Bulkley Valley Search and Rescue advises ice awareness

Unusually warm and fluctuating temperatures make ice conditions suspect on area lakes and ponds

Snowmobiling in the back country over lakes (File photo)

Snowmobiling in the back country over lakes (File photo)

Because no ice surface is without some risk, Bulkley Valley Search and Rescue (BVSAR) is urging people to become “ice aware” and take all necessary precautions before you venture out.

In the winter many Canadians take to the area lakes and ponds for adventure, fun and play. Frozen bodies of water offer great sporting opportunities such as ice fishing, cross country skiing, skating, snowshoeing and snowmobiling.

This year with the temperatures varying, it is important to know what the recommended minimum depth of ice is for activities to remain safe.

READ MORE: Are outdoor ice rinks safe? Experts say skating is low risk, but precautions needed

As a general rule if the ice is 7 cm (3 inches) thick or less, stay off the ice.

For ice fishing, walking, one snowmobile or cross country skiing, 10-12 cm (4 to 5 inches) is sufficient.

If you are looking to drive a vehicle on the ice, a minimum ice thickness of 20-30 cm (8-12 inches) is recommended for one small car or pickup.

For a medium-sized pickup, the recommended minimums are 30-38 cm (12-15 inches) of ice.

Although there have not been any serious incidents in the area this year so far, social media accounts indicate at least two people have gone through the ice on Lake Kathlyn, fortunately close to shore.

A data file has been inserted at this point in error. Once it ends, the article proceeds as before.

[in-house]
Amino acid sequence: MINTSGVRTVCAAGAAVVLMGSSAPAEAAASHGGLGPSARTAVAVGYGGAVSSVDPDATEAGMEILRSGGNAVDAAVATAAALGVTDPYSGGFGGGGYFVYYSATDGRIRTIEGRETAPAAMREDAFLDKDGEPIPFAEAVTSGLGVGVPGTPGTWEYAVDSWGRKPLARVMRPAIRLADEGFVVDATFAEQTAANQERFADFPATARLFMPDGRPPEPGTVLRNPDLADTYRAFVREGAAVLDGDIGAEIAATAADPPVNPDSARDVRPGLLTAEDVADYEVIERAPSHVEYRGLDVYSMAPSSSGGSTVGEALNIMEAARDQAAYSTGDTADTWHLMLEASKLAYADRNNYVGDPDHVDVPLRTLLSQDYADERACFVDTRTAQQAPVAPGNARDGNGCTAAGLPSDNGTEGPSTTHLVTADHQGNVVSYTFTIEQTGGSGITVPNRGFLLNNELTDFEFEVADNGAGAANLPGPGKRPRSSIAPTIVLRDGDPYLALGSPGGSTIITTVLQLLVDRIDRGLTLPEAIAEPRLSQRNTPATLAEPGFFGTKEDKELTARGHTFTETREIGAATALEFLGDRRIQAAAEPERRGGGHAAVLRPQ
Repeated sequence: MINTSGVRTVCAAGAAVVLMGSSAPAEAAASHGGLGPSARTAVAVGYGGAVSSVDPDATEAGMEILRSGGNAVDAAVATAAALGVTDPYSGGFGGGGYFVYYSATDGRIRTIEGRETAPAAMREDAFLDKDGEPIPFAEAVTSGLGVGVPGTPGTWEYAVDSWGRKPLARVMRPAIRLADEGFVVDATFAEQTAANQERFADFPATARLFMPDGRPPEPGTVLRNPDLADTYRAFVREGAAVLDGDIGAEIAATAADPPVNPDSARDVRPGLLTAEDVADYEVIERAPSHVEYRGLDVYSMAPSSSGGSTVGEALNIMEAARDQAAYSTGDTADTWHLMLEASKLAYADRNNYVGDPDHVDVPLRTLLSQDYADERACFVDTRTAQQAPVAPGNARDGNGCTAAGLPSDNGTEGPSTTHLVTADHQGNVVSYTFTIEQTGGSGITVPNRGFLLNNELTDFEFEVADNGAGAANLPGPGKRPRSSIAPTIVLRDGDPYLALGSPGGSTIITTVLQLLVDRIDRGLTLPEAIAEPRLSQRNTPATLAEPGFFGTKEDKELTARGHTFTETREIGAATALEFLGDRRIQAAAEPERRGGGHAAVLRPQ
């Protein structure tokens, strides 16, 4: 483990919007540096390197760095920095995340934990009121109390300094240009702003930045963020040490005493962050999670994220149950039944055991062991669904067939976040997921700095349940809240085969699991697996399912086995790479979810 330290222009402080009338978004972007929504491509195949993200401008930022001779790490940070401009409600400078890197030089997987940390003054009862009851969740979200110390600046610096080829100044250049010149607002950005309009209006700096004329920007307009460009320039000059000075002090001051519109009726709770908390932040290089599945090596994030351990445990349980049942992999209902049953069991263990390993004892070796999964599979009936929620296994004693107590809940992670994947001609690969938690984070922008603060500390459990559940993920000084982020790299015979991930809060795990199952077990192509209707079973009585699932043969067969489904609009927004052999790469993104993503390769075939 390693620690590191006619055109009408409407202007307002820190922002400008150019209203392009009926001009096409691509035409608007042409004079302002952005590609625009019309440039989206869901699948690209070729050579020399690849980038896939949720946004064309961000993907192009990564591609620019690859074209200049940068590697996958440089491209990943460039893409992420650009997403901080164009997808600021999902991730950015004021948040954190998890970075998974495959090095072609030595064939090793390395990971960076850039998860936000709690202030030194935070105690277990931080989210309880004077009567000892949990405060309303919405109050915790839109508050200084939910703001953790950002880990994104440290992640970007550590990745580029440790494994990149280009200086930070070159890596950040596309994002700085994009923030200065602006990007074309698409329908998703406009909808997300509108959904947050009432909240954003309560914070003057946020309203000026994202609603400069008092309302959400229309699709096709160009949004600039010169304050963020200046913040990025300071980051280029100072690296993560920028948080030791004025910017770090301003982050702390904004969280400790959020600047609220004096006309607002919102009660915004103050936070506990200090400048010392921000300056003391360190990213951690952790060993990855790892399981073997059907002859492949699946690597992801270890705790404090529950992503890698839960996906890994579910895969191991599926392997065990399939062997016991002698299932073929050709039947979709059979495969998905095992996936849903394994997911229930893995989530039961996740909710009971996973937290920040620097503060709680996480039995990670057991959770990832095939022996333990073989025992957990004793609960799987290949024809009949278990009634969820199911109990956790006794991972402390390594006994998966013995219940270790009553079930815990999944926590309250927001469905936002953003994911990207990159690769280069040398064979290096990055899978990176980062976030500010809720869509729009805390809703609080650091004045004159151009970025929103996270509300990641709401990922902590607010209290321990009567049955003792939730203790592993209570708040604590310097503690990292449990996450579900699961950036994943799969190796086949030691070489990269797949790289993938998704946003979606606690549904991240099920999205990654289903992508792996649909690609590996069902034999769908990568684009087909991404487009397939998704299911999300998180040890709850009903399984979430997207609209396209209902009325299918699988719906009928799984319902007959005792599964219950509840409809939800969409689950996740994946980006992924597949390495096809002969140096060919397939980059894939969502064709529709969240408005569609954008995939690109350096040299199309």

“Always leave a trip plan with a responsible party, family member or friend.” BVSAR reminds people.

“Take the right gear and be prepared.”

A recommended equipment list for any outdoor or back country adventure should include: a fire making kit, flashlight, extra food and clothing, whistle or mirror, a first aid kit, navigation/communication aids, pocket knife, an emergency shelter and sun protection.

READ MORE: Avalanche warning issued for B.C. Interior, Alberta

A recommended equipment list specifically for ice safety should include: thermal underwear and a second layer for warmth; waterproof jacket and pants; a warm hat, gloves and socks; snowmobile flotation suit or lifejacket/PFD (personal flotation device); and safety equipment including ice picks, an ice staff and rope.

If you break through the ice, do not panic. Turn toward the direction you came from and place your hands and arms flat on the unbroken surface. Kick your feet and try to push yourself up on the unbroken ice on your stomach, like a seal.

Once you are lying on the ice, don’t stand up. Roll away from the break until you are on solid ice.

If you are out and someone else breaks through the ice, stay calm and think through the situation. Don’t run up to the hole as you may break through the ice too. Use an item to throw or extend to them like a rope, jumper cables, branch or ski to pull them out.

Use a cell phone to call 911 immediately if you are or you see someone in trouble.



deb.meissner@interior-news.com

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